Some field studies on effects of glyphosate herbicides in daphnids have not shown adverse effects in modelled instances of herbicide drift from agriculture bordering wetlands (Hessen et al. 1994), even when using dosages much higher (×10 and ×100) than prescribed for agriculture use (Hildebrand et al. 1980). However, high levels of glyphosate have been measured in streams draining agricultural fields of transgenic ‘Roundup Ready’ soybeans, with adverse effects on non-target aquatic biodiversity (Ronco et al. 2008).
Dynamics of glyphosate in soil, water and sediment have been well studied and its presence has been reported in general surface waters (Scribner et al. 2007; Struger et al. 2008; USGS 2010) as well as in farmland streams (Peruzzo et al. 2008, Ronco et al. 2008). We have reviewed the literature for short- and long-term toxicity studies of glyphosate and glyphosate based herbicides in aquatic organisms. This literature is based mainly on laboratory experiments, with some evidence derived from mesocosm-studies and field-studies. Some studies of effects on non-target organisms indicate that glyphosate herbicides in fresh-water and marine ecosystems can have significant negative effects on for instance aquatic microbial communities (Pérez et al. 2007), macrophytes (Lockhart et al. 1989; Simenstad et al. 1996), cnidaria (Demetrio et al. 2012), sea-urchin embryogenesis (Marc et al. 2004), fish (Servizi et al. 1987), amphibians (Mann et al. 2009; Relyea 2005) and planktonic algae (Peterson et al. 1994; Pérez et al. 2007). However, a majority of relevant publications report low toxicity or no adverse effects from prescribed dosage use. This also corresponds to conclusions in published reviews of glyphosate-based herbicide ecotoxicity potential (Giesy et al. 2000; Dill et al. 2010). A recent review of glyphosate herbicide effects in aquatic ecosystems gives a comprehensive overview of individual studies for most investigated taxonomic groups (Pérez et al. 2012).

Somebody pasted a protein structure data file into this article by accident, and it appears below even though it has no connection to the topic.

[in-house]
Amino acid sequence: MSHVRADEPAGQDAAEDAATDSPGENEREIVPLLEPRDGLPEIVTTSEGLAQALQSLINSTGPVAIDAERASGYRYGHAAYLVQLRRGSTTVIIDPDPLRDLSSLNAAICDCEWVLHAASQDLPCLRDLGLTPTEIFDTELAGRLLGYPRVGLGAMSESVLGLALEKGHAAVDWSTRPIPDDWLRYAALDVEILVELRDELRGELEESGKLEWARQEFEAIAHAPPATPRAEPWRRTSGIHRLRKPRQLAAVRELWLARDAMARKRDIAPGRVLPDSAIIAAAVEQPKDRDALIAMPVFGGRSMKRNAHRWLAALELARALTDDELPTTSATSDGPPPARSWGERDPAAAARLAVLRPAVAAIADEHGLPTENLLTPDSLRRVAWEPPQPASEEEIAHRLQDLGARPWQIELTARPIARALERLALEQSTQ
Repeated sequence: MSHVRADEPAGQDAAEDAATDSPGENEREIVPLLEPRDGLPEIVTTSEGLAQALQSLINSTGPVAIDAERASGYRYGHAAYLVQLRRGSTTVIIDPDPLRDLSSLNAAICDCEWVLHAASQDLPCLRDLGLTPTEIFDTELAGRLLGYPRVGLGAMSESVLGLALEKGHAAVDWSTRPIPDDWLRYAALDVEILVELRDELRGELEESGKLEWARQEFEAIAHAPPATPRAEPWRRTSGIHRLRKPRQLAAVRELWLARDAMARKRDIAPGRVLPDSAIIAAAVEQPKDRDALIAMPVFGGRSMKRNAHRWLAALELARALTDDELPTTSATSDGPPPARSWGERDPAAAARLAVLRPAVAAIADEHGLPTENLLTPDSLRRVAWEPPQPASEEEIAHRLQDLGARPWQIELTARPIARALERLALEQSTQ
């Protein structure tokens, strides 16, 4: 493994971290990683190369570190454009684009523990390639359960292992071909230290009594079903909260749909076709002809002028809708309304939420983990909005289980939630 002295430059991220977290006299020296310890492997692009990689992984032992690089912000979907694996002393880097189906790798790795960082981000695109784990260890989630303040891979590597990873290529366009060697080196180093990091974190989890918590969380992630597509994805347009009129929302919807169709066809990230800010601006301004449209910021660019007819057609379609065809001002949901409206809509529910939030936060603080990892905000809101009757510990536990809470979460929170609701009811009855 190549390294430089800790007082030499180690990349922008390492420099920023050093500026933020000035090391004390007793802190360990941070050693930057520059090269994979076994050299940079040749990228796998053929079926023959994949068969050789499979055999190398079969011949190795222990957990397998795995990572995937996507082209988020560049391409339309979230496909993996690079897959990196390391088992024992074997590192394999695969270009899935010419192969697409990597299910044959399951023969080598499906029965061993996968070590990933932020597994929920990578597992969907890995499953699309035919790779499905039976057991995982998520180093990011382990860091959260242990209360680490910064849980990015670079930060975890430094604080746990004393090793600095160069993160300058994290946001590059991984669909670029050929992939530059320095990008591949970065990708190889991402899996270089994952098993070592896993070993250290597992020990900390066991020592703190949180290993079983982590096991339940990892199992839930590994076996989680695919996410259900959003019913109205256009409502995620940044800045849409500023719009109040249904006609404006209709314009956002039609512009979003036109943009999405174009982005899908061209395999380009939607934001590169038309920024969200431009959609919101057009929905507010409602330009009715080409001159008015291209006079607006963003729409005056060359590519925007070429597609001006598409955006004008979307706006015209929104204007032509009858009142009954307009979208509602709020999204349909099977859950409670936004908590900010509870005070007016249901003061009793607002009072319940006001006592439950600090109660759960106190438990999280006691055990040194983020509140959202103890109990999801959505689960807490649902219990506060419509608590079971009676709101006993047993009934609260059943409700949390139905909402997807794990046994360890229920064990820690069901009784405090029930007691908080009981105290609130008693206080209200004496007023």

Laboratory studies testing ecotoxicological effects of glyphosate and various glyphosate-based herbicides on specific aquatic organisms have been performed for four decades, with varying results even in the same test-species. Acute (immediate, short-term) glyphosate toxicity to aquatic invertebrates such as the model organism D. magna is generally considered by regulators to be relatively low (EC 2002; US EPA 1993; Mensink and Janssen 1994). Baseline effect studies and toxicological testing establishing EC50 and LC50 treshold values for glyphosate and glyphosate formulations in D. magna and other species of daphnids have shown highly variable results, ranking these chemicals from practically non-toxic to moderately toxic (FAO 2001; Folmar et al. 1979; McAllister and Forbis 1978; Melnichuk et al. 2007a; Tsui and Chu 2003). To some extent these differences have been attributed to additive or synergistic effects of non-specified “inert ingredients” in herbicide formulations (Folmar et al. 1979; Melnichuk et al. 2007a) including adjuvants and additives, such as Polyethoxylated tallowamine (POEA) used for dispersal and increased plant uptake (Brausch et al. 2007). A study comparing acute toxicity of 6 different brands of formulated glyphosate-based herbicides in D. magna found LC50 values in the range 4.2–117 mg/l and highlighted the fact that published literature presents EC50 values spanning 3 orders of magnitude (Melnichuk et al. 2007a). Even ecotoxicological testing of the active ingredient glyphosate alone has given highly divergent results in D. magna. Some studies have reported LC50 values of 13–24 mg/l (FAO 2001) whereas others report values of 234 mg/l (Le et al. 2010), 780 mg/l (McAllister and Forbis 1978), 930 mg/l (Forbis and Boudreau 1981) or even above 2000 mg/l (Pereira et al. 2009).